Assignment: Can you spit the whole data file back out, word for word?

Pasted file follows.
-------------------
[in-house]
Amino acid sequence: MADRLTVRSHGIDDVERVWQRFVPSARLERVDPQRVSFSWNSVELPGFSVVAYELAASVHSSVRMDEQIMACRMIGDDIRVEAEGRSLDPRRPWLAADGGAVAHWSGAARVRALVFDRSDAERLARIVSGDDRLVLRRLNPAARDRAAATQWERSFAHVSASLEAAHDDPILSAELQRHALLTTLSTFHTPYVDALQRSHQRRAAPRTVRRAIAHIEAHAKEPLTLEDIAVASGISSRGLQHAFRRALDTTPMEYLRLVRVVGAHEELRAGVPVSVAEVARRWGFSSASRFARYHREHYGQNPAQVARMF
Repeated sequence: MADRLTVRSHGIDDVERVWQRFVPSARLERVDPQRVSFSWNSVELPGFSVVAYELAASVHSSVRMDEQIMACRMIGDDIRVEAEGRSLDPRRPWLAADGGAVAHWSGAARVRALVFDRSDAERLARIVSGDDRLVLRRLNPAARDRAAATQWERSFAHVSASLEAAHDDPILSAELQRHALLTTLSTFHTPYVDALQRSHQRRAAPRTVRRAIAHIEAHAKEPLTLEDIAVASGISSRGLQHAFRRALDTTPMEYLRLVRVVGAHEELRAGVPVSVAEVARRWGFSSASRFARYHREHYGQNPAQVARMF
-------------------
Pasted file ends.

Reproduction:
[in-house]
Amino acid sequence: MADRLTVRSHGIDDVERVWQRFVPSARLERVDPQRVSFSWNSVELPGFSVVAYELAASVHSSVRMDEQIMACRMIGDDIRVEAEGRSLDPRRPWLAADGGAVAHWSGAARVRALVFDRSDAERLARIVSGDDRLVLRRLNPAARDRAAATQWERSFAHVSASLEAAHDDPILSAELQRHALLTTLSTFHTPYVDALQRSHQRRAAPRTVRRAIAHIEAHAKEPLTLEDIAVASGISSRGLQHAFRRALDTTPMEYLRLVRVVGAHEELRAGVPVSVAEVARRWGFSSASRFARYHREHYGQNPAQVARMF
Repeated sequence: MADRLTVRSHGIDDVERVWQRFVPSARLERVDPQRVSFSWNSVELPGFSVVAYELAASVHSSVRMDEQIMACRMIGDDIRVEAEGRSLDPRRPWLAADGGAVAHWSGAARVRALVFDRSDAERLARIVSGDDRLVLRRLNPAARDRAAATQWERSFAHVSASLEAAHDDPILSAELQRHALLTTLSTFHTPYVDALQRSHQRRAAPRTVRRAIAHIEAHAKEPLTLEDIAVASGISSRGLQHAFRRALDTTPMEYLRLVRVVGAHEELRAGVPVSVAEVARRWGFSSASRFARYHREHYGQNPAQVARMF